Whether such deed was ever made is one of the main points at issue between the parties, and the action of the court in rejecting the testimony by which she sought to establish it constitutes the principal error assigned. It being conceded that Sidney Lacoste once had a perfect title, and that the state of Mississippi thereafter conveyed the land to plaintiff's husband by letters patent, which recited that said land belonged to the sinking fund, it was incumbent upon plaintiff to show that Lacoste had conveyed it to the state for the benefit of said fund. Unable to produce the deed, which she alleged had been lost, plaintiff offereed in evidence the official list of lands belonging to the commissioner of the sinking fund of the state, which list was, by M. L. Holland, the state treasurer and official custodian of said list, and by J. D. Freeman, ex-attorney general, identified as being the official list of said lands. Upon this list was entered in a handwriting identified as that of Samuel Matthews, former commissioner of the sinking fund, the land in controversy, together with much other land, all of which was marked on the list "acquired from Lacoste." Opposite the land in controversy was a pencil memorandum, "sold to Kerr."
    The evidence was offered in connection with proof proposed to be made of acts of ownership by the state. It was by the court excluded. She then offered in evidence the official report of Robert Josselyn, the successor of Matthews as commissioner of the sinking fund, made to the legislature of the state in 1852, in which he reports that he has sold this land, with others, to James Kerr, partly for cash and partly on credit.
    This evidence was offered to show the claim and exercise of acts of owenership over the land by the state, and in connection with the recitals of the patent issued to Kerr in 1865, setting forth that the land had been theretofore purchased from Josselyn, commissioner, by Kerr, and that said patent was then issued by virtue of said sale, and of the payment then made of the balance of the purchase money in full. This evidence, also., was excluded. Was this action of the court below correct? It is supported by counsel for appellee, and was doubtless rested by the court upon the ground that the introduction of the testimony was an attempt to prove title in the state by its own acts alone and was equivalent to establishing the doctrine that the officers of the state could vest title in her by such acts.
    We do not understand the evidence to have been offered for any such purpose. The plaintiff had given notice in her written bill of particulars of her title, filed in obedience to the demand of denfendant, that one of her muniments of title was a lost deed from Sidney Lacoste to the state, which lost deed she proposed to establish by parol proof. 
    She did prove by the witness Bell that he had seen a deed, executed about the proper time, from Sidney Lacoste to Josselyn, the commissioner of the sinking fund, conveying various lands in Rankin county. But Bell thought that the land in controversy was not therein embraced. This deed, Bell says, was never recorded.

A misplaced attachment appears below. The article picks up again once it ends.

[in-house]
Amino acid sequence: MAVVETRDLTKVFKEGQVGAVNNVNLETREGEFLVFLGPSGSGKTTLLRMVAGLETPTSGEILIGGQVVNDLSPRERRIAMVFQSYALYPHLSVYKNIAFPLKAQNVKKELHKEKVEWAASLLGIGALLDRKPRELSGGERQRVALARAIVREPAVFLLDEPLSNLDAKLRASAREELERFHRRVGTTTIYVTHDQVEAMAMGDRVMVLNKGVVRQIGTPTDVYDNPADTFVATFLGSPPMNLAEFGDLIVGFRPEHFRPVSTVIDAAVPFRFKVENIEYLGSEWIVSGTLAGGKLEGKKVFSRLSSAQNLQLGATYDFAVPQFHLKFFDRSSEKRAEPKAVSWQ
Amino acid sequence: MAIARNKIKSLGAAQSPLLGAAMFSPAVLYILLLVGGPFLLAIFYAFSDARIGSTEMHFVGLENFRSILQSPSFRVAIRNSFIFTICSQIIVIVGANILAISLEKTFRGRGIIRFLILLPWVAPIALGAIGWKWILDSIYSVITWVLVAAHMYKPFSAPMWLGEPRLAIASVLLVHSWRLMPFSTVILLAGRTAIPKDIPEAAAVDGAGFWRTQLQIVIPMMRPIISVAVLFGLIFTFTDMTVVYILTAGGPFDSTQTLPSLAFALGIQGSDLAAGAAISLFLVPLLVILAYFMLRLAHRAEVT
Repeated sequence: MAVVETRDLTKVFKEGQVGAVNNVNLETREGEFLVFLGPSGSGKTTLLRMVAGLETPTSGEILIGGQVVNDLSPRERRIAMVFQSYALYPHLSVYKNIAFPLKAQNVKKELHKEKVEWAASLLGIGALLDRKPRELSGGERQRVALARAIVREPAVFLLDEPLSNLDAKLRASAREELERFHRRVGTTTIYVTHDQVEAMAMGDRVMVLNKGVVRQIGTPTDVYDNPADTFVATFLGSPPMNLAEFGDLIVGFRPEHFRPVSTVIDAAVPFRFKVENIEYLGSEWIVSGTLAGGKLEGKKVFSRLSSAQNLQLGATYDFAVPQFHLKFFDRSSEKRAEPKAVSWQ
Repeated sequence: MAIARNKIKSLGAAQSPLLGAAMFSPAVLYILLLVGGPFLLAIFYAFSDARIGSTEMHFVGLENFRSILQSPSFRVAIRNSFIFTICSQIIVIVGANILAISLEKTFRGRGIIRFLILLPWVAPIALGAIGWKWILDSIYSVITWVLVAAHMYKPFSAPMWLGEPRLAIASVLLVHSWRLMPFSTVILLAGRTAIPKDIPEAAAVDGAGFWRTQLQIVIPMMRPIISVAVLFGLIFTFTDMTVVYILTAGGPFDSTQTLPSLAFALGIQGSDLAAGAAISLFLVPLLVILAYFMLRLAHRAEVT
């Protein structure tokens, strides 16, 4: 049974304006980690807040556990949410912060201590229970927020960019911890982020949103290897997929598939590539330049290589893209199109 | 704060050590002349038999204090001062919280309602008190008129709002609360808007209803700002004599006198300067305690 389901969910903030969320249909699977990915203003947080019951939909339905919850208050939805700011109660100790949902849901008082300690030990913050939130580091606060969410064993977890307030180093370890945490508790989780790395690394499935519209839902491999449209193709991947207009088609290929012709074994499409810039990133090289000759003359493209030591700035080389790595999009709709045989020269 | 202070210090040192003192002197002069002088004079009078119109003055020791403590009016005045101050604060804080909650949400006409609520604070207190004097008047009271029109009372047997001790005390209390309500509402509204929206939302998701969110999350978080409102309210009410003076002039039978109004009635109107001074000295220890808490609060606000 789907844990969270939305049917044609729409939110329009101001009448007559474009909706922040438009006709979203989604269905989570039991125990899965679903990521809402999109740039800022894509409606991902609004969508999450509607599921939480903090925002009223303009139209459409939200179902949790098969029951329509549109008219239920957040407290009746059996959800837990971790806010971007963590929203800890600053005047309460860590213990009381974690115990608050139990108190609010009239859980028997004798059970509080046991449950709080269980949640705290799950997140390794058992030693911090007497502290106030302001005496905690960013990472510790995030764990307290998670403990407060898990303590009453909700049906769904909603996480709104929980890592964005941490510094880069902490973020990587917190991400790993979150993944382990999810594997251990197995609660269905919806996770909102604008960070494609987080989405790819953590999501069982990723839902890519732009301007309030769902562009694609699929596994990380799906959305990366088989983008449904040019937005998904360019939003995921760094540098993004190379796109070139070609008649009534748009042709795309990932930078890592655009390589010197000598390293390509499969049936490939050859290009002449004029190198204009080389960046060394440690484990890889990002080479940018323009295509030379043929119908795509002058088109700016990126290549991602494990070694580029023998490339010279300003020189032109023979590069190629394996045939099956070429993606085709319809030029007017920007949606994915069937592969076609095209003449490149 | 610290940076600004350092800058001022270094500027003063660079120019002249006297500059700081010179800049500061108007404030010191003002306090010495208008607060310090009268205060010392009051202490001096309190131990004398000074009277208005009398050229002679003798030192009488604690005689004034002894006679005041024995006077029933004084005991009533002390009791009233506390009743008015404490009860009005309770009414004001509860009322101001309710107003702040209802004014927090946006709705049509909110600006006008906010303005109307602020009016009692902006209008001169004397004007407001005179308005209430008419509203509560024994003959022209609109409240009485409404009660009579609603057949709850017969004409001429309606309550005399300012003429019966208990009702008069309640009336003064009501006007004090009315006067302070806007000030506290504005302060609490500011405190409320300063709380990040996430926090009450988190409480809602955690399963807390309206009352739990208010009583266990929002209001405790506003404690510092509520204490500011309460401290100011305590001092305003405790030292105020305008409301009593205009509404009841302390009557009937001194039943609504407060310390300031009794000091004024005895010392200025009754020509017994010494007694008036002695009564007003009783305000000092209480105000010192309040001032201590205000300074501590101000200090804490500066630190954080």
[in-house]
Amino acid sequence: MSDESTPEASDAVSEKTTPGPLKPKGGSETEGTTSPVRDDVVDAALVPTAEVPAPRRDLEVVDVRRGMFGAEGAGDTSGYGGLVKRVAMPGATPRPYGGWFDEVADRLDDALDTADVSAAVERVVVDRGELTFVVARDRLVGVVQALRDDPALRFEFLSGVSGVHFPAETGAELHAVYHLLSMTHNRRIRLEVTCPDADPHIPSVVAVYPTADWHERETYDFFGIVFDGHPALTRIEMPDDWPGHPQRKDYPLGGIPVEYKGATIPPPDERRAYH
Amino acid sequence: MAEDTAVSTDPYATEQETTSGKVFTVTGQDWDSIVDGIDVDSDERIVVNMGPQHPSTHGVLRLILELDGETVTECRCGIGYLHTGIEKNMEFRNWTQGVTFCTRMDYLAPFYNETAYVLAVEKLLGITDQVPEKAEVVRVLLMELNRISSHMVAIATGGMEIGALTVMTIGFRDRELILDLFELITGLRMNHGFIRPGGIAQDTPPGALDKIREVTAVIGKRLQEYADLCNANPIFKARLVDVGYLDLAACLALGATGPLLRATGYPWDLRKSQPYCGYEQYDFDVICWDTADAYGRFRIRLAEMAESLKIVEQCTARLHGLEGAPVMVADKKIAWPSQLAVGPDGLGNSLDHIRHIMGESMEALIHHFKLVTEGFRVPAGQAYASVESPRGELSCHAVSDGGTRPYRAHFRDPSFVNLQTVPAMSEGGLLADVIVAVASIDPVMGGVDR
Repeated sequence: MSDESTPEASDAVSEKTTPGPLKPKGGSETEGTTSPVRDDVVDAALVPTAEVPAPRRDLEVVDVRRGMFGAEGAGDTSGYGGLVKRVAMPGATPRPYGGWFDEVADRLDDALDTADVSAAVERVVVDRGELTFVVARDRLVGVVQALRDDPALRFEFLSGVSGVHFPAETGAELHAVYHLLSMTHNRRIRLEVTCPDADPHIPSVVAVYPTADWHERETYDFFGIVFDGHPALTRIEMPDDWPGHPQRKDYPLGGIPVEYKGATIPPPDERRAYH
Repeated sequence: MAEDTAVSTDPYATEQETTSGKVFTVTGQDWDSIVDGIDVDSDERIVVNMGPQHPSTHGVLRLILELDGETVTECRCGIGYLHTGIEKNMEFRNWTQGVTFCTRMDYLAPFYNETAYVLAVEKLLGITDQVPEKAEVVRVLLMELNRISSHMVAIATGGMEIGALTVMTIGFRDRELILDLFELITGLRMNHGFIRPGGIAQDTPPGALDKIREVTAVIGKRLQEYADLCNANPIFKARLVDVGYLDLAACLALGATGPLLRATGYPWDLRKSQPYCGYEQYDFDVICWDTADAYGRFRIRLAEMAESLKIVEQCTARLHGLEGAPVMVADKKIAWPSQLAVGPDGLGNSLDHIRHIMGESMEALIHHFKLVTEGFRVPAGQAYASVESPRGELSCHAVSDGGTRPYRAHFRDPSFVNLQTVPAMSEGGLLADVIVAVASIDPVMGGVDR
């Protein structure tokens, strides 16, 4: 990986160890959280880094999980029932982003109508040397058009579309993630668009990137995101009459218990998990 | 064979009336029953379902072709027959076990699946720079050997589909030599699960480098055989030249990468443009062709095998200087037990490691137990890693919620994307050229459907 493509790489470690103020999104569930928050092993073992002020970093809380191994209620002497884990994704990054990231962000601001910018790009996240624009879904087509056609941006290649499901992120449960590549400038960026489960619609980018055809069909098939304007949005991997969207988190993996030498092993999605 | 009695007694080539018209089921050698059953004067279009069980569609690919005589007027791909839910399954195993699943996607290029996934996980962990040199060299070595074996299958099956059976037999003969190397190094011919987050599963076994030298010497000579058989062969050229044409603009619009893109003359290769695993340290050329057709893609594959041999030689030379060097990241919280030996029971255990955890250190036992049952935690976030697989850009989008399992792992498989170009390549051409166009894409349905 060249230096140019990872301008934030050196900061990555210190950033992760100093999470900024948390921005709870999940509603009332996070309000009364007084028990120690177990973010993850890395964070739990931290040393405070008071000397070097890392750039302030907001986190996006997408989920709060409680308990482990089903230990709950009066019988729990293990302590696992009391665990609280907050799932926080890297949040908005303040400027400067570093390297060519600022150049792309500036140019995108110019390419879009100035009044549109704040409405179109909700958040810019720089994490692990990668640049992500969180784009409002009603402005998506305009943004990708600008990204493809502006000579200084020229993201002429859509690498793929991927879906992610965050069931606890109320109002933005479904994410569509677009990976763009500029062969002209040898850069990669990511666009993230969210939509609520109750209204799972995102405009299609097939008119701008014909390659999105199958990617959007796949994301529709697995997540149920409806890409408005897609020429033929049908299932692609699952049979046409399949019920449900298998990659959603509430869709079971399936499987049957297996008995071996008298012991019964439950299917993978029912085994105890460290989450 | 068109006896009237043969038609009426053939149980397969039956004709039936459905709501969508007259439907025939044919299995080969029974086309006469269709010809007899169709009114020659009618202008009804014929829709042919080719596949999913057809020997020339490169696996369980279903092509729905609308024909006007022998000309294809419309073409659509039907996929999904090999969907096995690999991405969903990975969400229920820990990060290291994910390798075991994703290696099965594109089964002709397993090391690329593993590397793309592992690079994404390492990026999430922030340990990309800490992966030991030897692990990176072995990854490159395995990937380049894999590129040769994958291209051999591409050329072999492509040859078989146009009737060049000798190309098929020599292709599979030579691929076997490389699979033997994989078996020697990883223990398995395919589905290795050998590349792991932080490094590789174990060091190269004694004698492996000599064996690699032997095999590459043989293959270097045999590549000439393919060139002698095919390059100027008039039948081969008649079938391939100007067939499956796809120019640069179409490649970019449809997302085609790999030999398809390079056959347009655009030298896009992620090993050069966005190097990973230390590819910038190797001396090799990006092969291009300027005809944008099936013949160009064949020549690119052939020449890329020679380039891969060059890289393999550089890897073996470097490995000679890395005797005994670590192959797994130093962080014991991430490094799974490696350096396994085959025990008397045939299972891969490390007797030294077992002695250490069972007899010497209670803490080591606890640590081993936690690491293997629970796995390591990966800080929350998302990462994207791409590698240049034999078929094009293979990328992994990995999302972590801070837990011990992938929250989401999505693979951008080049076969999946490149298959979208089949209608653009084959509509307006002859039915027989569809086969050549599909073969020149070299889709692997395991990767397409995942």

For the purpose of showing that said lands were in fact embraced therein, the foregoing testimony was offered. The documents adduced do not stand upon the footing of private writings. They are what Mr. Greenleaf styles **official registers, or books kept by persons in public office, in which they are required, whether by statute or by the nature of their office, to write down particular transactions occurring in the course of their public duties and under their personal observations.** The extraordinary degree of confidence, it has been remarked, which is imposed in them, is founded principally upon the circumstance that they have been made by authorized and accreditied agents, appointed for the purpose, but partly, also, on the publicity of their subuect-matter. Where the particular facts are inquired into and recorded for the benefit of the public, those who are empowered to act in making such investigations and memorials are in fact the agents of all the individuals who compose the state, and every member of the community may be supposed to be privy to the investigation. On the ground, therefore, of the credit due to agents so empowered, and of the public nature of the facts themselves, such documents are entitled to an extraordinary degree of confidence." (Green. Ev. 483, et seq.)
    We think, therefore, that the testimony should have been, admitted, and the jury left to decide whether it was sufficient to overcome the testimony of Bell that the land in controversy was not embraced in the deed.
    It would be a question of memory and not of credibility. The jury at the same time should be cautioned that no mere intention on the part of Lacoste to convey this particular piece of land was sufficient, nor any impression, however strong, which both he nd the state officials may have entertained that it had been conveyed, nor any written memorandum to that effect made by the officers of the state. If the land was omitted by mistake, the rememdy is in another forum and by a different proceeding.
    The next error assigned is the granting of charges in behalf of the defendant, and the refusal of three of those asked by the plaintiff.
    These charges, though some of them are not aptly drawn, raise the question as to whether plaintiff was entitled to recover upon proof of previous possession in herself and husband for ten years, without deraiining title, in the absence of any show of title in defendant.
    It is now well settled, both in this state and elsewhere, that, as against a mere intruder without color of title, a plaiintiff in ejectment may recover upon the strength of his former possession, without being put to deduce his own title, unless said intruder has held possession for a period sufficiently long to bar the right of entry, and provided, further, that the plaintiff has not theretofore abandoned his possession sine animo revertendi.
    In every such case it would perhaps be a mixed question of law and fact as to whether the defendand was an intruder without color of title; nor do we express any opinion as to what effect his failure to furnish a bill of particulars of his claim of title, when called upon, as occurred in this case, would have upon such an issue. Hicks v. Steigleman, 49 Miss., 377; Clute v. Varis, 31 Barb., 511; Jackson v. Hazen, 3 Johns., 22; Jackson v. Harden, 4 Johns., 202; Smith v. Lovelland, 10 Johns., 338.
    The action of the court, not being in accordance with these views, was erroneous.
    Judgment reversed and cause remanded.